Insurance claim denials can be one of the most frustrating aspects of the billing cycle. Providers often don’t know exactly why a claim was denied, but the impact on your revenue cycle can be profound. Unfortunately, a large proportion of denied claims never get appealed, and the revenue they could have generated is simply lost. In many cases, these denials are based on errors that could have been corrected. To avoid this destructive pattern of denied insurance claims and lost revenue, reach out to RevWerx today. Our team of experts is standing by to help streamline your insurance claims management system. Call us at 833.309.0138 or reach out online to get started.
Why Most Insurance Claims Denials Occur
There are a variety of reasons claims may be denied, and issues can occur in multiple parts of the insurance claim process. Here are a few common reasons claims may be denied:
- Patient Error: The patient failed to update you about a change to their insurance. In this case, the claim was denied because the patient is no longer covered by the insurer you have on file.
- Provider Error: Your insurance claims management staff incorrectly entered a part of the patient’s information when filing the claim. Unfortunately, something as simple as inverting two numbers in a patient’s member ID number can result in claim denial.
- Provider Included Insufficient Documentation: Insurers may deny claims on the basis that “medical necessity” of procedures or services has not been demonstrated.
- Insurer Made Changes: Sometimes, insurance companies assign new ID numbers to their members or change the alphabetic prefix associated with these ID numbers. If your patient is unaware of this change or forgets to update you, using the outdated version of their ID number can result in claim denial.
- Insurer Error: The insurer may have made an error if you receive a message that a claim was “denied for no coverage or coverage terminated,” but the company paid claims occurring both before and after the one it denied. In this case, the patient’s information is likely up-to-date, and the error is more likely on the insurer’s end.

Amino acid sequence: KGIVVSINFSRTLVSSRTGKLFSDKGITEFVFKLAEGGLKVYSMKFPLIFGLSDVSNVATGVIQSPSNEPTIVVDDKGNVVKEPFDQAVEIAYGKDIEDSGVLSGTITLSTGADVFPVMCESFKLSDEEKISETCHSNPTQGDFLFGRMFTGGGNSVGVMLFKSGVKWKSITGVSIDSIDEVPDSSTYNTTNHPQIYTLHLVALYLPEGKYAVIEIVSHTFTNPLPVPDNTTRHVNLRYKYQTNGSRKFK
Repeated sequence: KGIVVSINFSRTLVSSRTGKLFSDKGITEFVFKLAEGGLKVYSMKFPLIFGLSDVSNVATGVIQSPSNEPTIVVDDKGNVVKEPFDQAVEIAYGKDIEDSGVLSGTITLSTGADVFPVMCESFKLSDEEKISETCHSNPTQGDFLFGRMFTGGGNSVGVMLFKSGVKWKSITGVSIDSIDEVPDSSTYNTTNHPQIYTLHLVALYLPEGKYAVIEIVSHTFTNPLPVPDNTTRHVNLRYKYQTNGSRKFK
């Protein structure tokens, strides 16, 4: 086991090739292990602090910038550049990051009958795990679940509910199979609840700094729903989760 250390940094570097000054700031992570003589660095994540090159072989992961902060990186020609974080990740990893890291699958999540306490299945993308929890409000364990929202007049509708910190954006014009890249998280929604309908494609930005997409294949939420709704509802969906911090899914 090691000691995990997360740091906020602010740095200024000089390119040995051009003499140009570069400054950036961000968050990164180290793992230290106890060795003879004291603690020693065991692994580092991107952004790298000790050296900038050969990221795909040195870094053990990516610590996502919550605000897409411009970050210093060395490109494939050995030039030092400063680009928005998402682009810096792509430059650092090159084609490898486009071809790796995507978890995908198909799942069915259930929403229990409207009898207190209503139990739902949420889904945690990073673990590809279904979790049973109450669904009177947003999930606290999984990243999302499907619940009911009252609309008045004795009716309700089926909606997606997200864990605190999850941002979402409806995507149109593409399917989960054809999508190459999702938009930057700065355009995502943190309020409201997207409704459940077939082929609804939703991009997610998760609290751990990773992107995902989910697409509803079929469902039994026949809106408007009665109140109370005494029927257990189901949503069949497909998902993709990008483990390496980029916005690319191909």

Handling Insurance Claim Denials Through Better Insurance Claims Management
When it comes to dealing with denied claims, getting results means getting organized. The clearer your system is for handling denials, the more likely your appeals will result in payment. Similarly, the better organized your insurance claims management process, the more likely you’ll avoid future denials.
In the meantime, here are a few tips for handling claims denials:
- Read and Resubmit Carefully: Many errors are procedural. If you receive a denial or only partial payment, read the insurer’s explanation carefully for any instructions on resubmitting the claim and documentation required. To increase the likelihood of successful payment, follow directions to the letter.
- Check for Errors: A very common reason given for claims denial is “no coverage or coverage terminated.” If you receive this message, visit the insurance company’s website and look up your patient by name and date of birth to see if there has been a numeric or alphabetic change to their member ID.
- Call the company: This is a great next step to take after verifying that the patient’s identifying information is correct. Especially if claims have been paid before and after the one that was denied, it’s possible the insurer simply made an error in denying the claim.
- Contact the patient: If you cannot resolve a denied claim by reviewing information that you and the insurance company provided, it’s time to contact the patient. Call or write to them requesting that they update you on any changes to their insurance.
- Provide Additional Documentation: In the case of claims denied because the procedure or service’s “medical necessity” was not demonstrated, more information is needed. You’ll need to gather and submit additional documentation according to the requirements the insurer provides you. However, be careful to remain in compliance with the Health Insurance Portability and Accountability Act (HIPAA). HIPAA requires that providers protect patients’ privacy by sharing only the “minimum necessary” information about treatment with insurance companies.
Partner with RevWerx to Optimize Your Insurance Claim Process
Avoid insurance claim denials in the first place by partnering with RevWerx. Our revenue cycle management services include claims management, utilization reviews, in-house billing implementation, aging collections management, and more. With our assistance, you can consolidate workflows, so claims are handled as efficiently as possible, eliminating much human error. We’ll also help you take advantage of technology. Automation is one of the best ways to avoid claims denial, and we’re standing by to help you update your information technology systems. Call RevWerx today at 833.309.0138 or reach out online to streamline your insurance claims management today.